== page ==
Meeting with Senators and Representatives, and/or their staff, is a terrific way for our Eye CAN advocates to communicate with policymakers on important issues. Through these visits you can educate Congressabout your concerns, make yourself available as a resource, and establish a relationship that can prove mutually beneficial over time. It is a great idea to build a relationship before you need it.
Note: meetings can be conducted at Congressional offices in Washington, DC, or “at home” in district offices, and can result in support for Prevent Blindness America’s public policy priorities.
1. Prepare, be on time (and leave when your time is up). Give yourself plenty of time to go through security, find your way to the office, and announce yourself to the receptionist. Open the meeting by thanking the Member of Congress/staffer for his or her time. Introduce yourself as a constituent and that you are part of the Eye CAN network.
2. Be brief and clear. Cover no more than three topics. If asked a question to which you do not know the answer, acknowledge that the question is a good one and say you will follow up later with the answer. Make sure to include a personal story or real-life illustration. Personal stories are more easily remembered than statistics.
4. Be polite and listen carefully to the Senator or Representative/staffer’s views and comments. Have a conversation. Even if you disagree, it is very important to be courteous - avoid being argumentative or threatening. Much of advocacy is about building and maintaining relationships over time.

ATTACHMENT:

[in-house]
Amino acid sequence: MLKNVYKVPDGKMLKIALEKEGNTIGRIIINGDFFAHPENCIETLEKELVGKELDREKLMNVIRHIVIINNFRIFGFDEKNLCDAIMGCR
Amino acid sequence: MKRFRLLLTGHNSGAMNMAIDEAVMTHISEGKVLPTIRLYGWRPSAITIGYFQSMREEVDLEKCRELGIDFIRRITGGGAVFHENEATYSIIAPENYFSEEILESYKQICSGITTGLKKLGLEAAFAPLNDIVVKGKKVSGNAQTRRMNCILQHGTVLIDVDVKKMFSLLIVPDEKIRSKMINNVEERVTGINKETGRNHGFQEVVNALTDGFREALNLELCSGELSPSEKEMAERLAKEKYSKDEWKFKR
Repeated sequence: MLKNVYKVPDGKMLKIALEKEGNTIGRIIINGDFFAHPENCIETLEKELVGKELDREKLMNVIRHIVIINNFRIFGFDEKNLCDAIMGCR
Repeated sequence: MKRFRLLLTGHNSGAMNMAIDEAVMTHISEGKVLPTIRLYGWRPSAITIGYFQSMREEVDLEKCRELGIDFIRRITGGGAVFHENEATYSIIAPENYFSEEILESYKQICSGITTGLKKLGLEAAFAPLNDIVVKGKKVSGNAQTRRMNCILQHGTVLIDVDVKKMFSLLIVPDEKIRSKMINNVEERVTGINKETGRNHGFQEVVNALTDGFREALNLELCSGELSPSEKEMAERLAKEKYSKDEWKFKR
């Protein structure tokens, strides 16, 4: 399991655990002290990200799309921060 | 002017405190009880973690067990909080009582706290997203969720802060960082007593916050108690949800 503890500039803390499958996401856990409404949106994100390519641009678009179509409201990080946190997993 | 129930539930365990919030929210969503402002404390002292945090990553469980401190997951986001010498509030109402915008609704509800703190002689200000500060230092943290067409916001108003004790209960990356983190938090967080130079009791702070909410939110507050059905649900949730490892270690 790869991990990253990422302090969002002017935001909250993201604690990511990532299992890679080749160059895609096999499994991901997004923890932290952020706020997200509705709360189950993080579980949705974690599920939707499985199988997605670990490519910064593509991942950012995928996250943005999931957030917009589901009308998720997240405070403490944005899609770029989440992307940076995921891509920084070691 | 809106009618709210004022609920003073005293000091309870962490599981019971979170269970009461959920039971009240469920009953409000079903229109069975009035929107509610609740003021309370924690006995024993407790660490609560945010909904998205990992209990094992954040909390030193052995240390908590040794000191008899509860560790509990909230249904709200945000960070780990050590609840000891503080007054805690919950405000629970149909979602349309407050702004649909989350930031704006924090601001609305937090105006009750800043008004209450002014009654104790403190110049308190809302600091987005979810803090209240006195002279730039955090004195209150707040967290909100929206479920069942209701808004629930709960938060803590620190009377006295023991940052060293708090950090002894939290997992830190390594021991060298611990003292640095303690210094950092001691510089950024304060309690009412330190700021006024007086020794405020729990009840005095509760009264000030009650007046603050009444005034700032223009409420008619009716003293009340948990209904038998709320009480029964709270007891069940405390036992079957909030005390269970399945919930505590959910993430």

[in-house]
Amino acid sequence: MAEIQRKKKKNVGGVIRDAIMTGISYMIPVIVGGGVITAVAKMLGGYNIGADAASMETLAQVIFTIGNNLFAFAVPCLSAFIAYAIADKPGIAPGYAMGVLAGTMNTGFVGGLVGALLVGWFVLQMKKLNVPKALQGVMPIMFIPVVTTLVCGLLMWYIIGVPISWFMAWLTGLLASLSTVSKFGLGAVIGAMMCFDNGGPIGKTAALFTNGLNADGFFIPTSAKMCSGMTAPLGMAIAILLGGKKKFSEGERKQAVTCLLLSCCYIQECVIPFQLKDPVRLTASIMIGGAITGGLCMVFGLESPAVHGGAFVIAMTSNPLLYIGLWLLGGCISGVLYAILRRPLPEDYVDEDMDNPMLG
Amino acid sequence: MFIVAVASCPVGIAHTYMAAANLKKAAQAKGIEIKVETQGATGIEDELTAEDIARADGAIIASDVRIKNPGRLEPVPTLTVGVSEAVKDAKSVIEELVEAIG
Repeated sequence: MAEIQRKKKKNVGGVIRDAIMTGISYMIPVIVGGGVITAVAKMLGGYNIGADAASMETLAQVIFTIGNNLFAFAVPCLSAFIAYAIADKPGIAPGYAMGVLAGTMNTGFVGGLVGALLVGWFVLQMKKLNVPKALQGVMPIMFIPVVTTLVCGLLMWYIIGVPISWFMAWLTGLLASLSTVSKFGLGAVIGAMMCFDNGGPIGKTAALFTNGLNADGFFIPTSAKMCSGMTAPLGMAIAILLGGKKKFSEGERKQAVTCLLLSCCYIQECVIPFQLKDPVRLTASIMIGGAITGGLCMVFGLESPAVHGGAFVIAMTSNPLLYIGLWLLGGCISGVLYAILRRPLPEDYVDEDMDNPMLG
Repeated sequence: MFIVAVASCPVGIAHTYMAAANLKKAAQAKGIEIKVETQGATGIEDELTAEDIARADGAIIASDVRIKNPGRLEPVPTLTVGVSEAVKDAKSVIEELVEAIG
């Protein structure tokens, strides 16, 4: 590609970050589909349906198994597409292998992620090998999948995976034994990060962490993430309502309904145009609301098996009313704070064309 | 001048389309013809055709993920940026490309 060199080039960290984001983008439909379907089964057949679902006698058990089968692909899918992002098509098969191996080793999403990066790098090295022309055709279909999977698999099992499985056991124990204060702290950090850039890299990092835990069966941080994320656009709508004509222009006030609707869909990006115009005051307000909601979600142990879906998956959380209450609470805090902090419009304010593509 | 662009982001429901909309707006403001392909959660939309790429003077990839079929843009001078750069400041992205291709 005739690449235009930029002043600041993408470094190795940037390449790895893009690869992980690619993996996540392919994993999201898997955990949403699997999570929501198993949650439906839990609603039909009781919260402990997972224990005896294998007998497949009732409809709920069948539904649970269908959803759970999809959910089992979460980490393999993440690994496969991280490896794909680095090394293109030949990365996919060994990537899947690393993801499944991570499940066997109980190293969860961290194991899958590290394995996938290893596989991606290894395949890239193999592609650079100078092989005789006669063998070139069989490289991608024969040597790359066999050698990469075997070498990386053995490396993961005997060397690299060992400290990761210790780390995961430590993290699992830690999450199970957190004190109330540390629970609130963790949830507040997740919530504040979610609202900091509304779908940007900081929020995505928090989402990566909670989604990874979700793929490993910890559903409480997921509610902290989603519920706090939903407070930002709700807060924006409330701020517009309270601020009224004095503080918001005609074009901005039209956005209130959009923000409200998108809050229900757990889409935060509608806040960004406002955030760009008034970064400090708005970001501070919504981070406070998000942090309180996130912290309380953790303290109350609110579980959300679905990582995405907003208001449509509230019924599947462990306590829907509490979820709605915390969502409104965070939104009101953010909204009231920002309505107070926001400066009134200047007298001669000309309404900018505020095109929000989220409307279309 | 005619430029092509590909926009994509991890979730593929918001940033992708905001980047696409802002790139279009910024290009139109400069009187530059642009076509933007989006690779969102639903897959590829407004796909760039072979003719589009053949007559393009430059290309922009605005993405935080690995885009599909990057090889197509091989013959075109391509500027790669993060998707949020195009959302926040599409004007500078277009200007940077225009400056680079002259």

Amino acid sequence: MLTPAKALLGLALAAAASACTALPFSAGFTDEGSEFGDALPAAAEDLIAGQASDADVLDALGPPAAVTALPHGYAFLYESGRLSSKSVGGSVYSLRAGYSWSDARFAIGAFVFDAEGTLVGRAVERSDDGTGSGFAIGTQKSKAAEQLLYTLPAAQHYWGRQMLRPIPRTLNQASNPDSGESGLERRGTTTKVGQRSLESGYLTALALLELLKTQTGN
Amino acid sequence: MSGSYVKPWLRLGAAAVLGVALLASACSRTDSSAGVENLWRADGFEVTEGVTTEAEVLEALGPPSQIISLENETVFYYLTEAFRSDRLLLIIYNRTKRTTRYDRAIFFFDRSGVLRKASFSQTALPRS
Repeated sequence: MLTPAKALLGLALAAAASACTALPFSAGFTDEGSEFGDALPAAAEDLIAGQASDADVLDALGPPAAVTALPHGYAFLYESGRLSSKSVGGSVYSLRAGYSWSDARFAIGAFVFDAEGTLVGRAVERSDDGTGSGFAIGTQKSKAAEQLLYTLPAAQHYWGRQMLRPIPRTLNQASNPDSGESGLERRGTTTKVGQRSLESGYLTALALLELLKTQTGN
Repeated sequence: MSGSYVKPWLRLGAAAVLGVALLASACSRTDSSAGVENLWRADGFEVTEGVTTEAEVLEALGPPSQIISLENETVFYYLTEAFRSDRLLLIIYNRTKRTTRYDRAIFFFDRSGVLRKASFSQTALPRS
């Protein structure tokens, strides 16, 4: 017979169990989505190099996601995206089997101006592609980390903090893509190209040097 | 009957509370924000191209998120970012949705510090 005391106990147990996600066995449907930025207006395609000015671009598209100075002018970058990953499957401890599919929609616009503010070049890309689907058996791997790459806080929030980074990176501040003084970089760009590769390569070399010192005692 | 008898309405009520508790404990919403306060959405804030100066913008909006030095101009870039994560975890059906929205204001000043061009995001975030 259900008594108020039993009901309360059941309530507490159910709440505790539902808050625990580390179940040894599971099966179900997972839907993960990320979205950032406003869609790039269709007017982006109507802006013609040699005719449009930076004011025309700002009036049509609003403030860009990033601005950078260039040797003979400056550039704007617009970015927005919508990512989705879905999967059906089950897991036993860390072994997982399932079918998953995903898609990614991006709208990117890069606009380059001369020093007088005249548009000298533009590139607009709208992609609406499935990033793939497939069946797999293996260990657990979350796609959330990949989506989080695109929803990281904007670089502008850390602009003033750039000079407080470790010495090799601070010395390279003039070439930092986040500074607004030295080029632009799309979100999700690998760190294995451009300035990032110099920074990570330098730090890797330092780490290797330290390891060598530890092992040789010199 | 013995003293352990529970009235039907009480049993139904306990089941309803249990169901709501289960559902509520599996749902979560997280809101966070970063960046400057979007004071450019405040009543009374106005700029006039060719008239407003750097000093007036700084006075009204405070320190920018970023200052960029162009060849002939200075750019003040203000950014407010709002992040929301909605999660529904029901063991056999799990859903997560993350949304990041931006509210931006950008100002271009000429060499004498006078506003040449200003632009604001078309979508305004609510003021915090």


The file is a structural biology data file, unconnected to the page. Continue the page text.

5. Ask for a response – respectfully. Stay on message and on topic as politely as possible, and be sure to make your “ask.” Ask directly and politely for the policymaker’s views and position on the issue and what he/she plans to do about it. If the Senator or Representative truly is undecided, or the staffer is not familiar with the Member’s position on the issue, do not force the issue. Reiterate your interest, offer to answer any questions or provide additional information, and request a written follow-up letter from the Senator or Representative, once a decision has been made.
6. Bring a short set of materials with you to leave behind at the end of your meeting. Do not give the materials to the Member/staffer until the close of the meeting or he/she may be distracted and only listen to you with one ear. Early in the meeting indicate that you have materials to leave behind. Be sure you to follow through on any promises of additional information.
7. Summarize your requests and any responses the Senator/Representative/staffer has provided to ensure that you are clear on where they stand on the issues. Express appreciation for their time, interest, and courtesy, and indicate that you’re looking forward to following up with the office.
8. Close the Meeting Successfully. Make sure you give your home/personal contact information, and get a business card from the Member of Congress/staffer, so that you know how to reach him/her.
9. Share your experience on our Eye Did page. Other Eye CAN members want to hear about your efforts and successes! Encourage others to take action just like you.
10. Follow up with a thank you note or email. Your follow-up note should express appreciation for the time and consideration extended to you during your meeting. Repeat your request(s) and ask for a response from the office. Follow up with answers or information the office requested of you. Keep in touch with the Member of Congress and his/her staffer to maintain and strengthen your relationship.
Schedules are very fluid, and Senators and Representatives, and their staff, are often pulled away for last-minute, unplanned activities that are not known in advance. As such, your meeting could be delayed or bumped or you may meet with a different person than expected. Do not take any last minute meeting changes personally, and make sure you are always gracious and flexible.
You can reach your Members of Congress in the following ways:
Phone through the U.S. Capitol switchboard at 202.224.3121
E-mail your U.S. Representative through: http://www.house.gov/writerep
E-mail both of your U.S. Senators by looking up their contact information through: http://www.senate.gov